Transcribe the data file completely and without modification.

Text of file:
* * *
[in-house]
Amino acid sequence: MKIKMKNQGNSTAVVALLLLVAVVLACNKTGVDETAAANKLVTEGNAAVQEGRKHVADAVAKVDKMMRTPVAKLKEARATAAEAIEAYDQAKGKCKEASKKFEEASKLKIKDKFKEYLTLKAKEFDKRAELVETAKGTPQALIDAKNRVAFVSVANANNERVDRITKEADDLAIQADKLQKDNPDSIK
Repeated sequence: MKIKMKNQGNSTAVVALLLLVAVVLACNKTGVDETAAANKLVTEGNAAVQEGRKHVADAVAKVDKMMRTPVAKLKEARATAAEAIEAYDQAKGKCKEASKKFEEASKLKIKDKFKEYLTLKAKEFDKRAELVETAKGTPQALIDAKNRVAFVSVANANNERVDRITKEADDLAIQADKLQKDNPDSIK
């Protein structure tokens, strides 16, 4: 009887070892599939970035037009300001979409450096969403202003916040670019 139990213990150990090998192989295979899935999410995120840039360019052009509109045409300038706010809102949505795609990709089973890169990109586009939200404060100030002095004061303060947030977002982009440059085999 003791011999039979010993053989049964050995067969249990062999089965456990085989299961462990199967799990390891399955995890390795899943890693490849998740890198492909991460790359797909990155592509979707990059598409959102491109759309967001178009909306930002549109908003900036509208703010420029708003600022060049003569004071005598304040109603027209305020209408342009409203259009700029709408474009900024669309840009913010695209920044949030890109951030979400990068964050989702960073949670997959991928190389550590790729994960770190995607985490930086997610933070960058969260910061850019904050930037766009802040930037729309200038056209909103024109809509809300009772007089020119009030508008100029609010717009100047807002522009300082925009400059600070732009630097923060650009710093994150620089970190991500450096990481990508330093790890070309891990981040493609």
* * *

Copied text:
[in-house]
Amino acid sequence: MKIKMKNQGNSTAVVALLLLVAVVLACNKTGVDETAAANKLVTEGNAAVQEGRKHVADAVAKVDKMMRTPVAKLKEARATAAEAIEAYDQAKGKCKEASKKFEEASKLKIKDKFKEYLTLKAKEFDKRAELVETAKGTPQALIDAKNRVAFVSVANANNERVDRITKEADDLAIQADKLQKDNPDSIK
Repeated sequence: MKIKMKNQGNSTAVVALLLLVAVVLACNKTGVDETAAANKLVTEGNAAVQEGRKHVADAVAKVDKMMRTPVAKLKEARATAAEAIEAYDQAKGKCKEASKKFEEASKLKIKDKFKEYLTLKAKEFDKRAELVETAKGTPQALIDAKNRVAFVSVANANNERVDRITKEADDLAIQADKLQKDNPDSIK
């Protein structure tokens, strides 16, 4: 009887070892599939970035037009300001979409450096969403202003916040670019 139990213990150990090998192989295979899935999410995120840039360019052009509109045409300038706010809102949505795609990709089973890169990109586009939200404060100030002095004061303060947030977002982009440059085999 003791011999039979010993053989049964050995067969249990062999089965456990085989299961462990199967799990390891399955995890390795899943890693490849998740890198492909991460790359797909990155592509979707990059598409959102491109759309967001178009909306930002549109908003900036509208703010420029708003600022060049003569004071005598304040109603027209305020209408342009409203259009700029709408474009900024669309840009913010695209920044949030890109951030979400990068964050989702960073949670997959991928190389550590790729994960770190995607985490930086997610933070960058969260910061850019904050930037766009802040930037729309200038056209909103024109809509809300009772007089020119009030508008100029609010717009100047807002522009300082925009400059600070732009630097923060650009710093994150620089970190991500450096990481990508330093790890070309891990981040493609």